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charoco
4 Jun 2007, 6:11 PM
Hey,

Stumbled across Jack's old yui-ext site yesterday looking for some help with improving drag and drop performance and then found about Ext.

I must confess, while it certainly seems that Ext is a powerful library and I am intrigued at how it can help me with my current application, I'm having a hard time finding the big picture overview of Ext.

The "Introduction to Ext" tutorial dives into syntax by the third paragraph without laying the groundwork for the scope of the library -- give me a quick overview of all of the features and benefits. Presumably, the play here is to build something of higher quality than the current big open source offerings, and to charge for it. Great! How about a chart or something telling me what I'm getting with Ext that I'm not getting with YUI, etc.?

The Examples in the Documentation Center have a dropdown with library settings of "Ext Stand-alone" then YUI, jQuery and Scriptaculous. If not for the word "stand-alone", I might assume that the dropdown is comparing the performance and capabilities of different libraries. I've seen includes of js files for other libraries, so it appears that Ext can use these as engines, but I haven't yet found anything that explains how to do this or why it's advantageous.

I'd love to learn more about this product but right now my concern is not with setRenderer and loadMask methods, but with learning -- do I ditch scriptaculous, or extend it with Ext? What would that entrail? How much time is this thing gonna save me? What can it do for me that my current library can't?

If I've missed a place where these more introductory questions can be answered, my apologies. If not, any help the community could give me would be greatly appreciated.

Thanks in advance.

brian.moeskau
4 Jun 2007, 8:39 PM
Have you watched the overview screencast? It gives a good idea of some of the major widgets and what they look like in an application context:

http://extjs.com/what-ext-javascript-library-all-about/

Ext can run on any of the three base libraries (or standalone, new in the most recent release) which can provide some base functionality like effects, ajax connectivity, etc. The reason is that if you already have an existing code base using YUI, jQuery or Prototype, you can add Ext while saving some bytes by using your exisitng library for some of the base plumbing. If you don't care about that, then stick with the standalone version.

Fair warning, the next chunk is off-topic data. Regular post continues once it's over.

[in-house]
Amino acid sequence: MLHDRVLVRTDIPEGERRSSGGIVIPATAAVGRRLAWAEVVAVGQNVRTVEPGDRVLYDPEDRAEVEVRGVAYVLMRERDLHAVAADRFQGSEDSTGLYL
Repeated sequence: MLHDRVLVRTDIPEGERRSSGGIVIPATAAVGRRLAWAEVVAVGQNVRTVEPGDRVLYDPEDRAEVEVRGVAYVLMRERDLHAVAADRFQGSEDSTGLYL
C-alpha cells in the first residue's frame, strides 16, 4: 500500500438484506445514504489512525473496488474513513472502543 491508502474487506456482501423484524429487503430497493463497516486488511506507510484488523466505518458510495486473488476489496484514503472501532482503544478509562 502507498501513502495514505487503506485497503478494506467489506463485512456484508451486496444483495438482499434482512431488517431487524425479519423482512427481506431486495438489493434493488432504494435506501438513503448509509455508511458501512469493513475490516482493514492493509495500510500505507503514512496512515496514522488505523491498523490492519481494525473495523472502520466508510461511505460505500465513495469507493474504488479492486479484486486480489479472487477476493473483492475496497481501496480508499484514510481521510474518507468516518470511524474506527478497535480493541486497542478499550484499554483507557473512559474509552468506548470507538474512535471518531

"How much time is this thing gonna save me? What can it do for me that my current library can't?"

Well, aside from the widgets, which you can compare yourself to the quality of competing widgets, depending on what you need, the API is what draws most programmers to Ext. I'll let other community members chime in if they want to about this. The best thing to do is pick a small problem and prototype it in Ext and ask questions here when needed. That's really the only way to figure out for yourself if it's a good choice for you.

charoco
5 Jun 2007, 9:29 AM
Have you watched the overview screencast? It gives a good idea of some of the major widgets and what they look like in an application context:

http://extjs.com/what-ext-javascript-library-all-about/

Ext can run on any of the three base libraries (or standalone, new in the most recent release) which can provide some base functionality like effects, ajax connectivity, etc. The reason is that if you already have an existing code base using YUI, jQuery or Prototype, you can add Ext while saving some bytes by using your exisitng library for some of the base plumbing. If you don't care about that, then stick with the standalone version.
...

Brian, thanks for the reply. I figured that Ext can take advantage of existing libraries to save bytes. Where's the examples on *how* to configure that, the things to watch out for, notes on discrepancies in behavior, etc.? Example: I noticed that the drag-and drop example for the tree control doesn't autoscroll in an overflow div using the Scriptaculous library, though it does for YUI and stand alone.

As for watching the screencast, sure I did,. What I guess I wasn't expressing clearly enough was my thought that the site could benefit from a more traditional marketing focus when hit through the front door -- Features, Benefits, FAQ, etc. An 11 minute screencast while useful for it's purpose, shouldn't be a replacement for a more accessible overview of the tool.

Best,

brian.moeskau
5 Jun 2007, 11:30 AM
Thanks for your feedback. We definitely realize the need for more general overview information on the site -- it's just one on a list of many, many things that need to get done at some point. Our resources are limited, so working on the library and doing support tend to take priority over everything else. The site will evolve as we go, and I'm sure that improving our marketing will become a bigger focus soon.